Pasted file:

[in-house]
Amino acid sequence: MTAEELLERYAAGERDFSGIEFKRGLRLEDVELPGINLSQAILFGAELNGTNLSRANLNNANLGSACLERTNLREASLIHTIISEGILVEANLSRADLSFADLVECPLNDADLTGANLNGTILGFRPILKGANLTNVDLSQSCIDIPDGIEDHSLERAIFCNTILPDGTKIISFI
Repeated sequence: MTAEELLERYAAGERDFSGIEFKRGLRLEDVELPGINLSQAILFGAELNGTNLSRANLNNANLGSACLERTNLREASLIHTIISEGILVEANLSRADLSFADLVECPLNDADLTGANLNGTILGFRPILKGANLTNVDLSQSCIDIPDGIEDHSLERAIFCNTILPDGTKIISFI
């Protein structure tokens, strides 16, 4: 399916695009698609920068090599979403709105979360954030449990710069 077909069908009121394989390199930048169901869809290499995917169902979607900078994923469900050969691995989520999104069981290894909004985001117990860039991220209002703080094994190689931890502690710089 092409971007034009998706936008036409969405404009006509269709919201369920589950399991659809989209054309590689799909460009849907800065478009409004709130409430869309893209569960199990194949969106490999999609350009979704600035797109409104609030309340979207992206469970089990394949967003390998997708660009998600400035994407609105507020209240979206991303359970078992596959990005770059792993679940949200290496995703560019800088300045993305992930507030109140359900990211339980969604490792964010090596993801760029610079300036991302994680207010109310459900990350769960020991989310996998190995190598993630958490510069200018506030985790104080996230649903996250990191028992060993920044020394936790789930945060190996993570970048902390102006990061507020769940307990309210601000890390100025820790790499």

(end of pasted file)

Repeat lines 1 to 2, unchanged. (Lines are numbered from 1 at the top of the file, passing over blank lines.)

[in-house]
Amino acid sequence: MTAEELLERYAAGERDFSGIEFKRGLRLEDVELPGINLSQAILFGAELNGTNLSRANLNNANLGSACLERTNLREASLIHTIISEGILVEANLSRADLSFADLVECPLNDADLTGANLNGTILGFRPILKGANLTNVDLSQSCIDIPDGIEDHSLERAIFCNTILPDGTKIISFI